Fantastic international comparative data on media, social media, and mobile

Ross Dawson

For those who love rich data on the world of media and telecoms, the release of a report by UK telecommunications regulator Ofcom is always a cause for celebration. Last year I covered some of Ofcom’s report on key trends on communication and media usage.

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Network thinking

Harold Jarche

Tweet Curtis Ogden at The Interaction Institute provides a very good summary of the differences between network-centric and hierarchy-centric thinking, called Network Thinking : Adaptability instead of control. Emergence instead of predictability. Resilience and redundancy instead of rock stardom.

The Flipped (or Social) Webinar

Jane Hart

You have probably heard about The Flipped Classroom where the traditional classroom model has been flipped on its head, so that students watch videos as homework and then apply the concepts in the classroom.

Labor in the Age of the Smart Machine

Andy McAfee

It’s very hard for me to look at this graph of labor’s share of value added in the US economy and not see evidence of the computer age.

Comments vs. Likes, Tweets, Shares and +1s

Doc Searls

At the bottom of How Luther went viral: Five centuries before Facebook and the Arab spring, social media helped bring about the Reformation , an excellent essay in the latest Economist , I found this… … and decided to leave the first comment. You can read it here

Taking Responsibility for the State of Society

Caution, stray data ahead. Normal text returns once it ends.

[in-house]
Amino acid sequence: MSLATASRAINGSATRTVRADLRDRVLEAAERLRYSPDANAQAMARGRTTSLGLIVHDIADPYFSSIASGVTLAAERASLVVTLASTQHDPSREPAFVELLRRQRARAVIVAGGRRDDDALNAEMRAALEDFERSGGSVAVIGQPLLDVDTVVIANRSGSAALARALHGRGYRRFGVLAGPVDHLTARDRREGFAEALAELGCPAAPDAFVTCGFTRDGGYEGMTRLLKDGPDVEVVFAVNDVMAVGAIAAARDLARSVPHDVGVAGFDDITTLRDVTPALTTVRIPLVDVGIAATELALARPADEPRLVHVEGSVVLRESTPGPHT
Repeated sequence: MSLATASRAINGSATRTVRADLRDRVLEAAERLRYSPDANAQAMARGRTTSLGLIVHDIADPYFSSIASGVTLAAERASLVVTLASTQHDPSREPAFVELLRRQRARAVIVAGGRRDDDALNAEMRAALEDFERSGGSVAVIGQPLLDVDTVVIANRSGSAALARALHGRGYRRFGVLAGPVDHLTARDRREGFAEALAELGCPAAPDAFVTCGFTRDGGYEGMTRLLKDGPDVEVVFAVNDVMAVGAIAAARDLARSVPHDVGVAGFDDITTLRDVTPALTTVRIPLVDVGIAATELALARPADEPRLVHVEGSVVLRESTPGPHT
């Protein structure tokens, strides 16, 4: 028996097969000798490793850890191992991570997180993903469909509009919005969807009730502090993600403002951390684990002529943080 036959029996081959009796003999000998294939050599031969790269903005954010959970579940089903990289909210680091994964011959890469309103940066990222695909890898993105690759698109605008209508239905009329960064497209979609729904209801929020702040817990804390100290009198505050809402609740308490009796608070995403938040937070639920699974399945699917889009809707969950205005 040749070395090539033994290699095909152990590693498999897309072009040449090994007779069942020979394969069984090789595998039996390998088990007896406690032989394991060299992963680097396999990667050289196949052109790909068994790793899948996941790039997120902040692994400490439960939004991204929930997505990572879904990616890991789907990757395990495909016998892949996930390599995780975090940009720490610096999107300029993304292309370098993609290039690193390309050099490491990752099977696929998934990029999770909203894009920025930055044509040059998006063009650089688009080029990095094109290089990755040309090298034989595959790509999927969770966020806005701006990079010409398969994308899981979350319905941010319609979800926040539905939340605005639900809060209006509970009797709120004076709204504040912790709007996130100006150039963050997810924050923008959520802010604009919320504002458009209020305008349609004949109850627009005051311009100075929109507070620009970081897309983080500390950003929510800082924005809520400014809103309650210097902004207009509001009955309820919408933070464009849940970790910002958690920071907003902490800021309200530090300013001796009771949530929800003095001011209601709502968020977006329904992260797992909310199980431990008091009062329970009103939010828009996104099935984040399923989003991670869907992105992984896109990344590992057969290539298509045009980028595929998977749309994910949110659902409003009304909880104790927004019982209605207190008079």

Stephen Downes: Half an Hour

What has been most offensive about the media coverage of the Occupy movement has been the misrepresentation of both the issues that have prompted the protests and the response of the Occupy movement. We have yet another example of such coverage in (where else?) our local newspaper.

New frameworks of 2011: Connected Success, Transformation of Business and Government, Crowdsourcing

Ross Dawson

I believe strongly in visual frameworks as a way of communicating and engaging with complex ideas.

The end of blogging’s golden age

David Weinberger

Brian Solis has responded to Jeremy Owyang’s provocative post declaring the end of the golden age of blogging. Here’s the comment I posted on Brian’s site: I think in a sense it’s true that the golden age of blogging is over, but that’s a good thing. And not because of anything bad about blogging.

Top 100 articles of 2011

Jane Hart

With only a few more days left of 2011, this is the first of a series of posts reviewing the past year and look forward to 2012.

Collective sense-making

Harold Jarche